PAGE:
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Archive for Saturday, February 19, 2005

Canine court: Judge halts dog’s death sentence

February 19, 2005

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— The Nebraska Supreme Court granted clemency Friday to a death row inmate of the four-legged variety -- a dog condemned for fighting with a neighbor's pet.

The dog, Murphy, has been marked for death since 2001, when Lancaster County Judge Laurie Yardley ordered the female Alaskan malamute-shepherd mix destroyed.

That decision was upheld by another judge and Murphy's owners appealed to the high court, saying the scuffle had been blown out of proportion.

And Friday -- some 28 years later in dog years -- the highest court in the state agreed.

"We conclude that the order for the destruction of the dog was not reasonable," wrote Judge John Wright. "The county court ... abused its discretion."

The Dittoes adopted Murphy in 1994 from a friend who found her malnourished and lying in a ditch. After Murphy fought with neighborhood dogs several times, the couple took her to a trainer and put up a six-foot fence. But she got out again when a gate was accidentally left open. Murphy and Chloe, the Dittoes other dog, slipped out and got into a fight with a neighbor's dog.

Murphy was then deemed dangerous by Sheriff Terry Wager, but he and the dog's veterinarian testified that they did not think it should be killed.

The Dittoes were found guilty of letting their dogs run free. And to their shock, Yardley ordered Murphy destroyed.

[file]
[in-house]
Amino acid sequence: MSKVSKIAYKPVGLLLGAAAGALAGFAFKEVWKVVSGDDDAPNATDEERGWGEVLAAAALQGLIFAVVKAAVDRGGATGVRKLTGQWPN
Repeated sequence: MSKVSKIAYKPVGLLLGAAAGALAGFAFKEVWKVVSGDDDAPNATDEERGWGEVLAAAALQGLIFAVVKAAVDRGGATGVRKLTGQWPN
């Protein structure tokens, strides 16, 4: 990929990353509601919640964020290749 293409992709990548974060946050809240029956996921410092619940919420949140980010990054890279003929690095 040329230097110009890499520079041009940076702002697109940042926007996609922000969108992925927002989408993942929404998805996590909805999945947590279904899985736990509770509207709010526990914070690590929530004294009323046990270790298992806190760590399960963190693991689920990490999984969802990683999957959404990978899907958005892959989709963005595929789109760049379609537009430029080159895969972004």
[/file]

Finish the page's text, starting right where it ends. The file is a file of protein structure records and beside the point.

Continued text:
Doug and Lorele Dittoe of Lincoln, Neb., learned Friday that their
dog Murphy, left, had been spared the death sentence by the
Nebraska Supreme Court. The Dittoes have been waiting nearly four
years for the decision after Murphy fought with a neighbor's dog in
2001. Also pictured with the Dittoes is their other dog, Chloe,
right. After Friday's decision, they were planning a party with
Murphy. "She might just get a steak," Lorele Dittoe said.

Doug and Lorele Dittoe of Lincoln, Neb., learned Friday that their dog Murphy, left, had been spared the death sentence by the Nebraska Supreme Court. The Dittoes have been waiting nearly four years for the decision after Murphy fought with a neighbor's dog in 2001. Also pictured with the Dittoes is their other dog, Chloe, right. After Friday's decision, they were planning a party with Murphy. "She might just get a steak," Lorele Dittoe said.

The Dittoes were allowed to keep custody of Murphy while they appealed the case.

In Friday's ruling, the high court agreed that the 2001 fight was minor in nature.

"The incident resulted in what appears to be a relatively minor injury, in that the owner of the dog waited two days to have the dog seen by a veterinarian and the bill for treatment was $34.06," Justice William Connolly said.

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